A big bang reform that may be spot on

The reassuring message in the Pradhan Mantri Jan Dhan Yojana is that in pursuing its economic objectives, the government wants to accord an important role to the public sector even while relying on market mechanisms

Updated - December 04, 2021 11:27 pm IST

Published - September 02, 2014 12:56 am IST

The goal is hard to achieve. It is costly and unviable. It will create huge stresses in the banking system. The Narendra Modi government’s Pradhan Mantri Jan Dhan Yojana (JDY), an ambitious scheme for financial inclusion aimed at creating 7.5 crore new bank accounts in the banking sector by January 26, 2015, has its sceptics and critics. There is more than a fair chance that they will be proved wrong.

Think back to the last comparable attempt at financial inclusion — Indira Gandhi’s bold move to nationalise 14 banks in 1969 (with another six being nationalised in 1980). We heard pretty much the same arguments then. Bank nationalisation was denounced as populist, a socialist gimmick, politically-motivated and worse. Today, not many would question the beneficial impact nationalisation had on banking and the Indian economy. To put JDY in perspective, it is useful to see what bank nationalisation achieved.

Rise in saving Bank nationalisation saw a huge expansion in branches into the hinterland. The expansion of the branch network, in turn, caused money kept under the mattress to be swept into the banking system. Cash under the mattress may be savings for an individual but these do not translate into “saving” for the economy. “Saving,” in economic terms, is whatever is available for lending or investment, that is, savings that come into the financial system.

Bank nationalisation caused the saving rate to go up from 12 per cent of GDP in 1968-69 to 20 per cent in 1979-80. The rise in saving facilitated a commensurate rise in the investment rate from 13 per cent to 21 per cent. The increase in the investment rate set the stage for the growth rate of the economy to shift from the much-derided “Hindu” rate of 3.5 per cent up to the 1970s to 5.5 per cent in the 1980s. It was the first shift in trajectory in India’s economic growth in the post-Independence period.

This outcome was not anticipated by economists then and is not adequately appreciated even now. It required a politician with her finger on the pulse of the nation to sense the economic potential of bank nationalisation, whatever the political motivation for the timing of the move.

Inclusion not only increases deposits, but also brings in lowcost deposits through savings and current accounts. For public sector banks, the high proportion of low-cost deposits in total deposits turned out to be a source of competitive advantage.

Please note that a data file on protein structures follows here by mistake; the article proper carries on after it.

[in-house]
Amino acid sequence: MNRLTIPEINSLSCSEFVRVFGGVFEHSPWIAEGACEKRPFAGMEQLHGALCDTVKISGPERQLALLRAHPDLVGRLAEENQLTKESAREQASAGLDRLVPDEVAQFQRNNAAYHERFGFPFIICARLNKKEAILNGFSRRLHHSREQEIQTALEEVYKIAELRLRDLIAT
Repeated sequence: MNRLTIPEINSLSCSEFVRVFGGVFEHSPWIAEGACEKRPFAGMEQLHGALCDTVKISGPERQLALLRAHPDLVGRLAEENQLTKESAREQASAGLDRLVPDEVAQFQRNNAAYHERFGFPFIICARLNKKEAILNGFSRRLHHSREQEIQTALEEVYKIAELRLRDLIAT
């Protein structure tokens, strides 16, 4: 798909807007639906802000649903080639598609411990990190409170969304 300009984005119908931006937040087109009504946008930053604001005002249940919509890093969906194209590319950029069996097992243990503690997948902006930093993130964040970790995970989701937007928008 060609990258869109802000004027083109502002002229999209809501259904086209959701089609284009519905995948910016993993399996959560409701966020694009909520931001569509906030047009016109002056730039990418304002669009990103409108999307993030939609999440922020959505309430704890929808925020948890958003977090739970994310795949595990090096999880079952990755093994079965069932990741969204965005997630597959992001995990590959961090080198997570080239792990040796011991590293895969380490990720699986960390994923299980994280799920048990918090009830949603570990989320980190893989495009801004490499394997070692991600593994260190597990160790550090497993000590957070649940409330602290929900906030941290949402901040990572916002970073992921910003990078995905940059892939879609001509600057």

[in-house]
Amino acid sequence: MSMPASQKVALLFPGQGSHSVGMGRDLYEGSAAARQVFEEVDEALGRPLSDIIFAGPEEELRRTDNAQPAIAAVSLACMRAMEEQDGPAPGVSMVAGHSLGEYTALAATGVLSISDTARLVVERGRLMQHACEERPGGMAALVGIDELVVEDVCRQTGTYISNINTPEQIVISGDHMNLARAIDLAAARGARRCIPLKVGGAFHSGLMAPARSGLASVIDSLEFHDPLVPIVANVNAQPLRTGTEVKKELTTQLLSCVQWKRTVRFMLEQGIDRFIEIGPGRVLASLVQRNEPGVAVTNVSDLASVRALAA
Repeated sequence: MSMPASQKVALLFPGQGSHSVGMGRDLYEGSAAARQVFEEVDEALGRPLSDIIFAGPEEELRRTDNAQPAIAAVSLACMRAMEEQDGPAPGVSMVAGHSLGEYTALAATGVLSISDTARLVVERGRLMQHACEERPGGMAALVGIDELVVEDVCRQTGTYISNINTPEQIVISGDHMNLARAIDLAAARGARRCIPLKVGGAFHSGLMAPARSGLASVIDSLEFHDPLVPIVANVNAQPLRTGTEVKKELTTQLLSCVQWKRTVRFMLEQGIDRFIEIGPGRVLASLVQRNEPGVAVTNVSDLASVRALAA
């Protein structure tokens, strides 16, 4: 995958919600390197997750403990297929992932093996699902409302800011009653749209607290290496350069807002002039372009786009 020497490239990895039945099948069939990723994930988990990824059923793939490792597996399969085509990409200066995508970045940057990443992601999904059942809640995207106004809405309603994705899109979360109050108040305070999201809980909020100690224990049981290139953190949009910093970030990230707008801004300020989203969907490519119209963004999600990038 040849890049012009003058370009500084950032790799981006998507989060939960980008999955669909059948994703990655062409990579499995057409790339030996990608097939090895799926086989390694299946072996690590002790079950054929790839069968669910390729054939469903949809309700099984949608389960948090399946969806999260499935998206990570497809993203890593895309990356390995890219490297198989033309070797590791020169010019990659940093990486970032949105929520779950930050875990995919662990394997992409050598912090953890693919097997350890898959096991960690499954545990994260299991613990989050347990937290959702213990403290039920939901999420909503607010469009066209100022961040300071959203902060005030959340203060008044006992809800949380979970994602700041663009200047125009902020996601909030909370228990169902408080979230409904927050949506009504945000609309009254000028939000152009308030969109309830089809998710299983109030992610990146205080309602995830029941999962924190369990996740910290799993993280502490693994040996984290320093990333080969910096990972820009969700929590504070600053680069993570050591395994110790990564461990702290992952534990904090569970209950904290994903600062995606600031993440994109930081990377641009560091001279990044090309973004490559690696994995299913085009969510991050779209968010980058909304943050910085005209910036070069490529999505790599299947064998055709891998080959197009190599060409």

Financial inclusion benefited not just the economy but also the public sector banks (PSB) despite initial setbacks. Investments in branches and the servicing of millions of small accounts pushed up operational costs in nationalised banks. Combined with bad loans, the investment resulted in the net worth of public sector banks turning negative by the early 1990s. However, the infusion of capital by government was modest by international standards — less than 2 per cent of GDP, compared to anywhere between 5-60 per cent elsewhere.

Bank recapitalisation was part of a larger package of banking sector reform. Another key reform was the listing of PSBs which subjected them to market discipline. At the same time, India’s economic growth began to accelerate in the 1990s.

In these new conditions, the long-run benefits of financial inclusion began to kick in. Inclusion not only increases deposits, it brings in low-cost deposits through savings and current accounts. For PSBs, the high proportion of low-cost deposits in total deposits turned out to be a source of competitive advantage. Their financial performance improved through the 1990s and the noughties and even after the financial crisis of 2007 until the problems in the infrastructure sector came to the fore. Judged over some three decades, bank nationalisation proved a winner with financial inclusion being a key driver of success.

JDY has the potential to have a similar impact. It could see the household saving rate go up and boost the overall saving rate. And it could impart a shot in the arm to PSBs which have been losing market share to new private sector banks. Financial inclusion entails upfront costs but begins to pay off once a certain scale has been reached.